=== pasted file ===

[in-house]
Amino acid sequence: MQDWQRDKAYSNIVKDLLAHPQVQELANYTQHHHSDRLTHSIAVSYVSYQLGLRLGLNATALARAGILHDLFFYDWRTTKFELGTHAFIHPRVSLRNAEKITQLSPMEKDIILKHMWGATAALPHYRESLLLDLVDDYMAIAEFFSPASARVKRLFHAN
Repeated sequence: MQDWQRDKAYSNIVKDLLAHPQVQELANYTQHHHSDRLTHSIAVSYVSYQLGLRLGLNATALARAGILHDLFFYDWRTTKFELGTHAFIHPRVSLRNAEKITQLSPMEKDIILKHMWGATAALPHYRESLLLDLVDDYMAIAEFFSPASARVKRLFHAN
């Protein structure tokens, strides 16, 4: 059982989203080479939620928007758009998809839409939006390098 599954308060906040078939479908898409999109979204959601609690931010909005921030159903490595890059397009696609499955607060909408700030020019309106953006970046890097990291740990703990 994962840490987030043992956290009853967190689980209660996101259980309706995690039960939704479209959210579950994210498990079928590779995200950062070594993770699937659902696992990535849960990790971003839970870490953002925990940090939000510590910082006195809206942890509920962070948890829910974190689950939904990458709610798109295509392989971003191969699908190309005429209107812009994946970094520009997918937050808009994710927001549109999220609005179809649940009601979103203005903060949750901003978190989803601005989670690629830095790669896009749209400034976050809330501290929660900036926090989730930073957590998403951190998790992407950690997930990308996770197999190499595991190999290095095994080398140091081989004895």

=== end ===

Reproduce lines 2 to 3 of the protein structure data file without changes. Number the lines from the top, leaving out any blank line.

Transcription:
Amino acid sequence: MQDWQRDKAYSNIVKDLLAHPQVQELANYTQHHHSDRLTHSIAVSYVSYQLGLRLGLNATALARAGILHDLFFYDWRTTKFELGTHAFIHPRVSLRNAEKITQLSPMEKDIILKHMWGATAALPHYRESLLLDLVDDYMAIAEFFSPASARVKRLFHAN
Repeated sequence: MQDWQRDKAYSNIVKDLLAHPQVQELANYTQHHHSDRLTHSIAVSYVSYQLGLRLGLNATALARAGILHDLFFYDWRTTKFELGTHAFIHPRVSLRNAEKITQLSPMEKDIILKHMWGATAALPHYRESLLLDLVDDYMAIAEFFSPASARVKRLFHAN